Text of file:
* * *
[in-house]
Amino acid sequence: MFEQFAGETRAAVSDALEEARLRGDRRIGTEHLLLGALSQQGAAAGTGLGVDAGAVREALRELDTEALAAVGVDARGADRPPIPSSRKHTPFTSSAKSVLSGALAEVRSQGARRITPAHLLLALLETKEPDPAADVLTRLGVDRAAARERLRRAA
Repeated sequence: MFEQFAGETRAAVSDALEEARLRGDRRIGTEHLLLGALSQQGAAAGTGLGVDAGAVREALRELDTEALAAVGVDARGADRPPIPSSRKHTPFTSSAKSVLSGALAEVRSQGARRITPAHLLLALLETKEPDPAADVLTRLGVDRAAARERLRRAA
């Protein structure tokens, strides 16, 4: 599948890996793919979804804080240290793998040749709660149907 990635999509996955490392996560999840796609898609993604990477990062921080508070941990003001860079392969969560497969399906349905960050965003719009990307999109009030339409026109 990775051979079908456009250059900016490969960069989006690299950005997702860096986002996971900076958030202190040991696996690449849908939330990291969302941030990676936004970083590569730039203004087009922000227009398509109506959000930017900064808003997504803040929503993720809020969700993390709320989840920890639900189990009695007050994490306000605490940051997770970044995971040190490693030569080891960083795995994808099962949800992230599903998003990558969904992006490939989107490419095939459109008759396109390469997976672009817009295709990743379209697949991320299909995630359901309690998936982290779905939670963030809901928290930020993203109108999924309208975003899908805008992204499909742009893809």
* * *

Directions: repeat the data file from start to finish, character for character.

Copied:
[in-house]
Amino acid sequence: MFEQFAGETRAAVSDALEEARLRGDRRIGTEHLLLGALSQQGAAAGTGLGVDAGAVREALRELDTEALAAVGVDARGADRPPIPSSRKHTPFTSSAKSVLSGALAEVRSQGARRITPAHLLLALLETKEPDPAADVLTRLGVDRAAARERLRRAA
Repeated sequence: MFEQFAGETRAAVSDALEEARLRGDRRIGTEHLLLGALSQQGAAAGTGLGVDAGAVREALRELDTEALAAVGVDARGADRPPIPSSRKHTPFTSSAKSVLSGALAEVRSQGARRITPAHLLLALLETKEPDPAADVLTRLGVDRAAARERLRRAA
């Protein structure tokens, strides 16, 4: 599948890996793919979804804080240290793998040749709660149907 990635999509996955490392996560999840796609898609993604990477990062921080508070941990003001860079392969969560497969399906349905960050965003719009990307999109009030339409026109 990775051979079908456009250059900016490969960069989006690299950005997702860096986002996971900076958030202190040991696996690449849908939330990291969302941030990676936004970083590569730039203004087009922000227009398509109506959000930017900064808003997504803040929503993720809020969700993390709320989840920890639900189990009695007050994490306000605490940051997770970044995971040190490693030569080891960083795995994808099962949800992230599903998003990558969904992006490939989107490419095939459109008759396109390469997976672009817009295709990743379209697949991320299909995630359901309690998936982290779905939670963030809901928290930020993203109108999924309208975003899908805008992204499909742009893809």